The Postbus conquered the Gotthard 100 years ago
The first Postbuses travelled over the Gotthard Pass in June 1922. The catalyst for the legendary leisure tour was actually an economic crisis, similar to what has occurred with the coronavirus pandemic. Transport historian Kilian T. Elsasser knows the backstory.
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In the 19th century, up to 60,000 people were still braving the important north-south route over the Gotthard by mail coach every year. The Gotthard railway made the pass one of the most important transalpine routes from 1882. Mail coaches crossed the Gotthard for a total of just 40 years. However, the era of spectacular travel by mail coach from Flüelen to Camerlata has not been forgotten. Rudolf Koller immortalized the mail coach in 1873 with his painting “St Gotthard Mailcoach”, which now hangs in the Kunsthaus Zurich museum. Today, a historical mail coach maintained by an association carries tourists over the pass every summer. “And any regularly staged open-air theatre in Andermatt and Göschenen must have a mail coach,” says transport historian and Gotthard expert Elsasser.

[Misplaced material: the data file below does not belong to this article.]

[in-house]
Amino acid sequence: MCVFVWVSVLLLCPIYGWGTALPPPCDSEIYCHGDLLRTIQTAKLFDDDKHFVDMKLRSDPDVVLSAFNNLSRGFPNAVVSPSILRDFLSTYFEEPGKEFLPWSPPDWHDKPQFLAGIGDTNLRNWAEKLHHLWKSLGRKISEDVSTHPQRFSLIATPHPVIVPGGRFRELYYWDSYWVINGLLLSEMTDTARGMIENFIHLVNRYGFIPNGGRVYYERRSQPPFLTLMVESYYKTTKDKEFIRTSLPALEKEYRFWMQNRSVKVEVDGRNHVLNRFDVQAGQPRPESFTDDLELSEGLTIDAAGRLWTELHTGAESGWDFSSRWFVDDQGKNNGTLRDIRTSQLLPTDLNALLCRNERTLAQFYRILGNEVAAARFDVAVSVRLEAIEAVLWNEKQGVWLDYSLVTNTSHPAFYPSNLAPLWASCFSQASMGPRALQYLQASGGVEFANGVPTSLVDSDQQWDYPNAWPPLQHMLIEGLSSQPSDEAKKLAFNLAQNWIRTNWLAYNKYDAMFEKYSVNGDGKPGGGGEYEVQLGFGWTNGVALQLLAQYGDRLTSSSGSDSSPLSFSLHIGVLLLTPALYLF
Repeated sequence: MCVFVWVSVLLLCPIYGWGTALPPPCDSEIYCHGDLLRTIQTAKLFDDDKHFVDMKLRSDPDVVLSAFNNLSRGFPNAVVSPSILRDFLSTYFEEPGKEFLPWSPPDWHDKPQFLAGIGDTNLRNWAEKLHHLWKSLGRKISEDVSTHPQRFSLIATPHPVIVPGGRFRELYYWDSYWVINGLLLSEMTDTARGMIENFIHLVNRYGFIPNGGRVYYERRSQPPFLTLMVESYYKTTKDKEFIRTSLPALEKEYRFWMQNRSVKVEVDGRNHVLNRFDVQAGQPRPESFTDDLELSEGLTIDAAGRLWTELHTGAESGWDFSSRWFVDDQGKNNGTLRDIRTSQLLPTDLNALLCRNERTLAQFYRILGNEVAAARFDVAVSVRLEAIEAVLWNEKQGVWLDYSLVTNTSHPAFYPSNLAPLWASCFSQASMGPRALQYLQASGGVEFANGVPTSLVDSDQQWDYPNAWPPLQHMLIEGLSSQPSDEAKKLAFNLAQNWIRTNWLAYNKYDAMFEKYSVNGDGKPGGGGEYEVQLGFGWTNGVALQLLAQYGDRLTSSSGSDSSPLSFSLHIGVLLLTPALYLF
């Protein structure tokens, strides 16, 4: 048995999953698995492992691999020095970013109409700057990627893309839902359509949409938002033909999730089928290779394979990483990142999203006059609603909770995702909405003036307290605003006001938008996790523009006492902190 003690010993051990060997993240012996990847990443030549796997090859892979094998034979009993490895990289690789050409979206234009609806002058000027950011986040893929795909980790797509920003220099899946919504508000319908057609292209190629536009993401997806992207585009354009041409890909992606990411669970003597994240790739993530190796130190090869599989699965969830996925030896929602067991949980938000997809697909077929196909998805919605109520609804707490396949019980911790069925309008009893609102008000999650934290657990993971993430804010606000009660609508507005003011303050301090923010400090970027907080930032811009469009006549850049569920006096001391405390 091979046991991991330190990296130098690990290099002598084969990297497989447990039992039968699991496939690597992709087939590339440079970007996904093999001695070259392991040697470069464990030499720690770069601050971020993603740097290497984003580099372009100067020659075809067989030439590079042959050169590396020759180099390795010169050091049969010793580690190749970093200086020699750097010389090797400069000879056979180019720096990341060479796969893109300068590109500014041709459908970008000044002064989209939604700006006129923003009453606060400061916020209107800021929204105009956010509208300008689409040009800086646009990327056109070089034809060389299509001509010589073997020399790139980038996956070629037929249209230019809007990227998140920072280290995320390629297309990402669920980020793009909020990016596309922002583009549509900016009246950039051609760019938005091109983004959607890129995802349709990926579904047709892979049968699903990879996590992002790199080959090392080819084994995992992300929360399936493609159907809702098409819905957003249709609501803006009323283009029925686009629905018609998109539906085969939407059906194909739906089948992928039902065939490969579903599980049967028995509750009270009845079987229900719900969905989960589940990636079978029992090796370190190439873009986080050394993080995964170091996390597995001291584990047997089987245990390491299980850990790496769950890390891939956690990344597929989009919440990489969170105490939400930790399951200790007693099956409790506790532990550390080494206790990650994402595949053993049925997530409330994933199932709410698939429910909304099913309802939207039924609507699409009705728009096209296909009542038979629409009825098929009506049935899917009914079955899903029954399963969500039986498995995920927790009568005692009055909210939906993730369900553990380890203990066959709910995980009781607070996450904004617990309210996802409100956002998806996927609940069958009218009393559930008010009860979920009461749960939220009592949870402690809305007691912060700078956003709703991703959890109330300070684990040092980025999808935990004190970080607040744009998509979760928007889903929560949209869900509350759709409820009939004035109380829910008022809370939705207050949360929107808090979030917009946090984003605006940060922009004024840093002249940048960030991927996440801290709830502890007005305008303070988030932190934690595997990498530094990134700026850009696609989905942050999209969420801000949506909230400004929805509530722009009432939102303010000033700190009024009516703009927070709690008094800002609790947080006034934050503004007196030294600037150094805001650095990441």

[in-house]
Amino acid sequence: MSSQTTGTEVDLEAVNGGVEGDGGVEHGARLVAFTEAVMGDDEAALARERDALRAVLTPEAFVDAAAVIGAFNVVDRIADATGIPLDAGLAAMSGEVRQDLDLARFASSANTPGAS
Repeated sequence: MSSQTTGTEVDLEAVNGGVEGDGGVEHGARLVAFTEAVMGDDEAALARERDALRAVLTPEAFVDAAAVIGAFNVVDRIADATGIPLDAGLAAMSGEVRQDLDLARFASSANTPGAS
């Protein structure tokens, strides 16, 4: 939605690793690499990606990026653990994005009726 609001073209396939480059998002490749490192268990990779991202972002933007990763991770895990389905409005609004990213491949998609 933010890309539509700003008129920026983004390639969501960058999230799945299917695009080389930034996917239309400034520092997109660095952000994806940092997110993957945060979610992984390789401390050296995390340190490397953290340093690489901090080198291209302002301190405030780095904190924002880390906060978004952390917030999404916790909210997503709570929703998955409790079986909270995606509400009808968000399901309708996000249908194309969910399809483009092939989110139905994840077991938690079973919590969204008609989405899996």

Army trucks converted into Postbuses
Back to the year 1922, when a new era began: PostBus offers its first journeys over the Gotthard. Travelling by Postbus was quite adventurous, as cabriolets were often used, though it was less bumpy and dusty than making the trip by mail coach. The Gotthard route gave the leisure transport segment at PostBus a boost. The journey from Andermatt to Airolo was no longer taken just to get from A to B, but instead purely for pleasure.
Historical photographs of the Postbus journey over the Gotthard from the 1920s. (Image source: Museum of Communication)
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“The catalyst for the new PostBus route over the Gotthard was the post First World War economic crisis. Just as during the recent coronavirus pandemic, there was a lack of passengers from abroad and it was necessary to create attractive offers for the locals. PostBus also had the advantage of receiving trucks from the army free of charge. These were converted into Postbuses,” Elsasser explains.
Transport historian Kilian T. Elsasser
As popular as ever: multi-pass journeys
Another (literal) big break for the railway was the opening of the Gotthard Base Tunnel in 2016. At 57 kilometres, it is the world’s longest railway tunnel. But the more leisurely PostBus journeys over the pass are just as popular as before. The PostBus route celebrates its 100th anniversary this summer. The journey between Airolo and Andermatt will be offered multiple times a day from 25 June until 9 October 2022. It takes about 50 minutes and can be easily combined with pass journeys in the Central Alps, which vary widely in their scenery and are offered by PostBus every summer. These multi-pass journeys, which are undertaken by 20 drivers each, are among the highlights of Switzerland’s public transport services for tourists.